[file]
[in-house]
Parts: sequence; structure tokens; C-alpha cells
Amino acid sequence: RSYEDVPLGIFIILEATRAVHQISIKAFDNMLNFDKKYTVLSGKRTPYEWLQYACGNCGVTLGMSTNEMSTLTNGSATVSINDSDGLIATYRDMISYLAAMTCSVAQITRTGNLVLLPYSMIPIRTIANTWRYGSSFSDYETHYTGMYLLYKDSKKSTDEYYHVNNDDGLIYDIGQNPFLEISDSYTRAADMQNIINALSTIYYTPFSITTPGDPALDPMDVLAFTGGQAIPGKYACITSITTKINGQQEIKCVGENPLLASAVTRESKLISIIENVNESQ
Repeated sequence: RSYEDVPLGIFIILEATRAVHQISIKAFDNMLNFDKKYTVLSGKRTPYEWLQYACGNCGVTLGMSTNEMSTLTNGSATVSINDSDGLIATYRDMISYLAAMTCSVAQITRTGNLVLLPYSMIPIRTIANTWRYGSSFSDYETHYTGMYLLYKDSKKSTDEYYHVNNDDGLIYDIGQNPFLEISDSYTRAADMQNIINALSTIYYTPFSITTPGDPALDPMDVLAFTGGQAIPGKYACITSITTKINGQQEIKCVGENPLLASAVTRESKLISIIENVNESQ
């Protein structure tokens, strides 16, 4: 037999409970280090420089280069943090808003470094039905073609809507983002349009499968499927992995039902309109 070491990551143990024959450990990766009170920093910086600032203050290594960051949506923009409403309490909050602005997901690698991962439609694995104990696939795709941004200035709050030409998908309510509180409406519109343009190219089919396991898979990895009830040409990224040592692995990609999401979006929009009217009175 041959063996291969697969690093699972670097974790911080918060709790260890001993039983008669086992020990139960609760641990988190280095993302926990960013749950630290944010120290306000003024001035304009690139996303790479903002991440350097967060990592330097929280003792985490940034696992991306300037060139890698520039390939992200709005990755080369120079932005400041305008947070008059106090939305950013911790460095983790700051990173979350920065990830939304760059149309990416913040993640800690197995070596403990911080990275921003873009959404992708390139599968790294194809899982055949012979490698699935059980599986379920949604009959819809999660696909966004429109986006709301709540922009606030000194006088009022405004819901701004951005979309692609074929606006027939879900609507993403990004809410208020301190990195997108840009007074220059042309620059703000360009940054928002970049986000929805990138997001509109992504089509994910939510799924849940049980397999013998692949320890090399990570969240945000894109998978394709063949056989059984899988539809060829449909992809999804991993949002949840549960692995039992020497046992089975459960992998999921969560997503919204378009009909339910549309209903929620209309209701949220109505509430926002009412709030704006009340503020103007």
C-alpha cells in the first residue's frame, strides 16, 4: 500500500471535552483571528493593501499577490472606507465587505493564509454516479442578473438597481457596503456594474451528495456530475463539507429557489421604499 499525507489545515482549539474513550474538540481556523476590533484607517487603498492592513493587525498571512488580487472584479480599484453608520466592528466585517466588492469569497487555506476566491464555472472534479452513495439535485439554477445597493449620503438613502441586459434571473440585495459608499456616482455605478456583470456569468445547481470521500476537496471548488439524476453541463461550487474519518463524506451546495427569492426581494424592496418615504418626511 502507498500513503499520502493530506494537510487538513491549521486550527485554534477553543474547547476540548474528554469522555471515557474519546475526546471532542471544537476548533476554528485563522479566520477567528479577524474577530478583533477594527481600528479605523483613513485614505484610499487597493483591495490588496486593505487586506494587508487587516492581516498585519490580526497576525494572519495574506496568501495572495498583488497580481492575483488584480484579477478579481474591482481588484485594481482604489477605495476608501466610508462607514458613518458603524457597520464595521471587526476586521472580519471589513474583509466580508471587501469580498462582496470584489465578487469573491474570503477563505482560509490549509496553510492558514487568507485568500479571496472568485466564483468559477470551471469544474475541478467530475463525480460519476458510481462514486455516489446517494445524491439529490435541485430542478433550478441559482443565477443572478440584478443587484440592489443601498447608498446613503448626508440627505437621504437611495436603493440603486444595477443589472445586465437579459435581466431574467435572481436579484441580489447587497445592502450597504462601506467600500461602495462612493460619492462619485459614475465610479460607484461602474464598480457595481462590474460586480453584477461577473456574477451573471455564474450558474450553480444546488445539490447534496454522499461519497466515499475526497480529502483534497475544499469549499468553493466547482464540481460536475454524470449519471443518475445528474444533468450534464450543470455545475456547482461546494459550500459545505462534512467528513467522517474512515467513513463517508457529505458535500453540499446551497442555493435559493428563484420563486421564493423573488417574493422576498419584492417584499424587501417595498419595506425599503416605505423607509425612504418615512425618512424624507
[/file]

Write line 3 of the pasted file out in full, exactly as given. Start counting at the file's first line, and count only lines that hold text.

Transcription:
Amino acid sequence: RSYEDVPLGIFIILEATRAVHQISIKAFDNMLNFDKKYTVLSGKRTPYEWLQYACGNCGVTLGMSTNEMSTLTNGSATVSINDSDGLIATYRDMISYLAAMTCSVAQITRTGNLVLLPYSMIPIRTIANTWRYGSSFSDYETHYTGMYLLYKDSKKSTDEYYHVNNDDGLIYDIGQNPFLEISDSYTRAADMQNIINALSTIYYTPFSITTPGDPALDPMDVLAFTGGQAIPGKYACITSITTKINGQQEIKCVGENPLLASAVTRESKLISIIENVNESQ